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The genetic algorithm provides an endless stream of candidate sequences, which need to be evaluated by the animat as behaviors. Execution of the sequences is just a matter of starting the timer. The rest of the AI can proceed normally, but when the next time step is beyond the time offset of an action, it must be executed.

Instead of scanning the sequence for actions that need to be executed, the sequence can be sorted for efficiency—copying the old sequence if the genetic algorithm requires it intact. For additional efficiency, we can request a callback specifically at the time of execution of the next action. This approach requires separating the sequence execution from the rest of the AI, but proves to be a much more elegant design.

To prevent any problems, we can force the first action to happen at the start of the sequence. This is done by offsetting all the actions to 0, if the genetic algorithm doesn't do that during the evolution. We must guarantee that sequences are always finished or terminated, no matter what happens to the animat. (Even death must cause the AI to abort the sequence.)

Testing the animats is much easier than using the contraptions. Indeed, rocket jumping and dodging fire can be performed at any location in the terrain. There's no need for any particular game environment; all we need to do is give the bots rocket launchers, and let them fire away.

As usual, it's possible for the animats to learn the behaviors respecting the rules of embodiment. However, making each of them invulnerable (but still aware of normal damage) during the learning can save them a lot of time. As for combining the fitness values and learning phases, this should get the animat to rocket jump away from the impact points (assuming the rocket jumps have lower damage than incoming projectiles).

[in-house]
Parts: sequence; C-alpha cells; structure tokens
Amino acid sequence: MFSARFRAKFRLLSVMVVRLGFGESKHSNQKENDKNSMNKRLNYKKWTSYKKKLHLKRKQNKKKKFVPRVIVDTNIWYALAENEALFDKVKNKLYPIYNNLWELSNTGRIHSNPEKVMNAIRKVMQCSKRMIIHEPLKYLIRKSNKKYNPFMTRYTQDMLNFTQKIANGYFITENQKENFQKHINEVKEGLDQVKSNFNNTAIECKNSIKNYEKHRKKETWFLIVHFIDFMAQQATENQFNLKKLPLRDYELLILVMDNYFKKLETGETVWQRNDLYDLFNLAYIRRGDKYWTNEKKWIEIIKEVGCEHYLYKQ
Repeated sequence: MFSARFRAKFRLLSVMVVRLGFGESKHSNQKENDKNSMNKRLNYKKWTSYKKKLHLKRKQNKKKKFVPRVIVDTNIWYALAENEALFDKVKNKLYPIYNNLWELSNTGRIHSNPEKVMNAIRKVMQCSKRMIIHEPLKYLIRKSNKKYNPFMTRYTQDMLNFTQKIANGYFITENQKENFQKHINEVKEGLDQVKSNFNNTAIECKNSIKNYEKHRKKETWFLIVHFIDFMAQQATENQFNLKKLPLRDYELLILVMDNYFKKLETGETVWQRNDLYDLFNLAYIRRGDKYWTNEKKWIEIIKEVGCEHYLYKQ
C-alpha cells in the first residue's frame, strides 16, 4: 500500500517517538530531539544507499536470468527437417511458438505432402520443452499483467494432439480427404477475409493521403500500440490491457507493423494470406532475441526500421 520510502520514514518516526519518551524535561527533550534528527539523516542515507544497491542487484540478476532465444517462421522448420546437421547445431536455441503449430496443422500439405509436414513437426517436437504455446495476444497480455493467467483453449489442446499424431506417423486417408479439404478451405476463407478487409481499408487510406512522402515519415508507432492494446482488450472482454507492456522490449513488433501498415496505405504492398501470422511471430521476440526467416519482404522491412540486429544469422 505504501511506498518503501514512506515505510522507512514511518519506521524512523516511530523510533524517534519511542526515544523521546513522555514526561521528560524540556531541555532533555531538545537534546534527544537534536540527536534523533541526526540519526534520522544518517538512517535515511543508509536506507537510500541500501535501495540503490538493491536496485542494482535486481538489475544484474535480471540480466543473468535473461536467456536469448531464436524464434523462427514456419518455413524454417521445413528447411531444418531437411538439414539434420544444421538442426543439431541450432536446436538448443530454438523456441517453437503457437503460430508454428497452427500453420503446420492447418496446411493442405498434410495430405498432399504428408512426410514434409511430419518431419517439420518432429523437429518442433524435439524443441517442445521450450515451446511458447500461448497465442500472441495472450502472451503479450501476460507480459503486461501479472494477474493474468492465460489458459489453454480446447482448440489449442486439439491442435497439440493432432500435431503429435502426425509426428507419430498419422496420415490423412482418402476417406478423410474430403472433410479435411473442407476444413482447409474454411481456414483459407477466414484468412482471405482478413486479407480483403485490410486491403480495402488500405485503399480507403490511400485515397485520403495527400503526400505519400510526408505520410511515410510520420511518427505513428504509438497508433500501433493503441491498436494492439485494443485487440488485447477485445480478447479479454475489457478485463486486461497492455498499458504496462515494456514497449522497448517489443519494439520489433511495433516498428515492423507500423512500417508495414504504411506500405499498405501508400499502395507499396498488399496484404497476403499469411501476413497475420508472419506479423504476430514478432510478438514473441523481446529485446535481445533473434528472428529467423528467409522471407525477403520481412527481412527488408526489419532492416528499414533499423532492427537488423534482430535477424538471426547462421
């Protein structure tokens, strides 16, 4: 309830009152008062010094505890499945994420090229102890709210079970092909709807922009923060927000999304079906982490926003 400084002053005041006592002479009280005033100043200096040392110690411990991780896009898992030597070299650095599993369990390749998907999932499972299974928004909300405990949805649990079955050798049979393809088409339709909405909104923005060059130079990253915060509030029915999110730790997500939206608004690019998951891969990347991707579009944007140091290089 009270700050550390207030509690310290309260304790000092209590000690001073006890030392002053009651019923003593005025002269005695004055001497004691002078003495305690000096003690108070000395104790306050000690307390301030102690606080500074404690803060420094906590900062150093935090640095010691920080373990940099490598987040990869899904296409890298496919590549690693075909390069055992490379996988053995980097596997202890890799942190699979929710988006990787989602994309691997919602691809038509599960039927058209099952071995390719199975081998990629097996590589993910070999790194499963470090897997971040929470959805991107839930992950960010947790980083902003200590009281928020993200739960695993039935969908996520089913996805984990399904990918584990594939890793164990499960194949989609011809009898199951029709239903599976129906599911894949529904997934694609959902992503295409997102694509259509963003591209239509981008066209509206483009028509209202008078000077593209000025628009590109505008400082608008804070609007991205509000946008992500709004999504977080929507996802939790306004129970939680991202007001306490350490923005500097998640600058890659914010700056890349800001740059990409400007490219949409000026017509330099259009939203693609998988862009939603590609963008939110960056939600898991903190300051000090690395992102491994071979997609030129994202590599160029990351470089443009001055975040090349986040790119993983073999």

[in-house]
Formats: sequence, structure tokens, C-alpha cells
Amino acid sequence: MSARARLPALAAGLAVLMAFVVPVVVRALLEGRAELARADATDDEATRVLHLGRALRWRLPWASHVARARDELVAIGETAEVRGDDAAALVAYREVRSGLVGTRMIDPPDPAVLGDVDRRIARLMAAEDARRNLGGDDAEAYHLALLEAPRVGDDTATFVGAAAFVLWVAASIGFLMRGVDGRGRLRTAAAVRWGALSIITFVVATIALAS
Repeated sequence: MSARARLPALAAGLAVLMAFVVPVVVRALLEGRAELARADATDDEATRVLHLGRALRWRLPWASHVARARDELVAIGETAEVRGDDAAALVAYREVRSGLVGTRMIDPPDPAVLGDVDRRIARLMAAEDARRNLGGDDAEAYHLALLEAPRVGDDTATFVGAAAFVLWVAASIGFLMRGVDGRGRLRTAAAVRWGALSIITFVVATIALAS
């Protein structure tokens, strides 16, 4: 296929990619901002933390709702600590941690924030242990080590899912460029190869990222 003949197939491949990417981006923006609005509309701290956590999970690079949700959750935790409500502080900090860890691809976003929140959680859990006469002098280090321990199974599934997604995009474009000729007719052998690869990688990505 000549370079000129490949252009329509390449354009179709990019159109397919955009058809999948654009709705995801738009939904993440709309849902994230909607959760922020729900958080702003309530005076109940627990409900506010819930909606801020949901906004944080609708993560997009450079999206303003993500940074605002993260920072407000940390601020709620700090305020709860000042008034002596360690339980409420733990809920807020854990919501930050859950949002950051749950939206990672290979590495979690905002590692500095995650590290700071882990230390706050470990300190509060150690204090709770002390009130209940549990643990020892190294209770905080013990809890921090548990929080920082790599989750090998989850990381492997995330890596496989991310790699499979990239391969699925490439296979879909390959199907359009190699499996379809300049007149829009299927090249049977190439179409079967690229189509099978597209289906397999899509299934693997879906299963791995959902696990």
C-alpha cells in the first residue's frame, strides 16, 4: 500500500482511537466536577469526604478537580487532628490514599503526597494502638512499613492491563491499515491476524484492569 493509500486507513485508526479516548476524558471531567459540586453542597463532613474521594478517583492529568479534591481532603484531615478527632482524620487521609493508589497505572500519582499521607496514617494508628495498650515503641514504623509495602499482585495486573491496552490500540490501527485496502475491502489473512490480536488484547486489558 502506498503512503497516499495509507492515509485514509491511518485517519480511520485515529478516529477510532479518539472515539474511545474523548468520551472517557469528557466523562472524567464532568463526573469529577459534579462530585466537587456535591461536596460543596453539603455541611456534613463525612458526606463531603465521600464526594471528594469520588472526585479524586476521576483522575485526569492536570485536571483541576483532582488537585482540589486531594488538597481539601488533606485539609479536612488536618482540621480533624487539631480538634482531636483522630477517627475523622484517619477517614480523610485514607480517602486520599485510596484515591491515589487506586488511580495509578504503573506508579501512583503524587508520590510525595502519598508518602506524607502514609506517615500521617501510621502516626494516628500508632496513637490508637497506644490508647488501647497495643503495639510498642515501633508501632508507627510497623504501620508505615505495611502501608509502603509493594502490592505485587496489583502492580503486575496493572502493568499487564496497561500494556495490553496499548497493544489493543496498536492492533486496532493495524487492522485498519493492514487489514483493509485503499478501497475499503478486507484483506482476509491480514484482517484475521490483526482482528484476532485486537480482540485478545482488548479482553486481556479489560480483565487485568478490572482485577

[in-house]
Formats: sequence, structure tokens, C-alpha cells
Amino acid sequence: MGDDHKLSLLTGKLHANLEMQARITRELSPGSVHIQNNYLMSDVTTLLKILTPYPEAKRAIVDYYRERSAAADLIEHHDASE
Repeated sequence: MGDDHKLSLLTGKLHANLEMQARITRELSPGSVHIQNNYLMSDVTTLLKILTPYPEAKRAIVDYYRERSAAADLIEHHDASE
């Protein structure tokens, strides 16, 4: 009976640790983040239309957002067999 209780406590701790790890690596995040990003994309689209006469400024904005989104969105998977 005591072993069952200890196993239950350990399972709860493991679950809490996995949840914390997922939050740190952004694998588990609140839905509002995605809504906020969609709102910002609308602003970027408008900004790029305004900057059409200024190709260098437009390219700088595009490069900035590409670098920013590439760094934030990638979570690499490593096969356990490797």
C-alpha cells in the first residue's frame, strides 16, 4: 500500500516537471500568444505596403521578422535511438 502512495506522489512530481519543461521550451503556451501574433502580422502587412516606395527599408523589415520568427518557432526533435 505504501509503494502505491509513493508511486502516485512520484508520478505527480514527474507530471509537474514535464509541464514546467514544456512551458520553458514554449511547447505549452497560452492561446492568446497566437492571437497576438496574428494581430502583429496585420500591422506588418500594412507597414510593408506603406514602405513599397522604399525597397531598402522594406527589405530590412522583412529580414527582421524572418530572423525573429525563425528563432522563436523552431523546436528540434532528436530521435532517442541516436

Finally, it's best to separate the learning for both rocket jumping and dodging fire. (The behaviors are conditionally independent anyway.) The are two ways to achieve this separation: Use distinct learning phases with one unique fitness function, or manually split the fitness according to the behavior and learn the behaviors at the same time. Both achieve the same thing, but in different ways, obviously.

Practical Demo

The animat demonstrating these principles is called Kanga, and lives on the web site with all its friends. The code is extremely well documented, and there's a walkthrough to get the AI up and running within the game. Kanga actually learns its jumping and dodging behaviors during the game.

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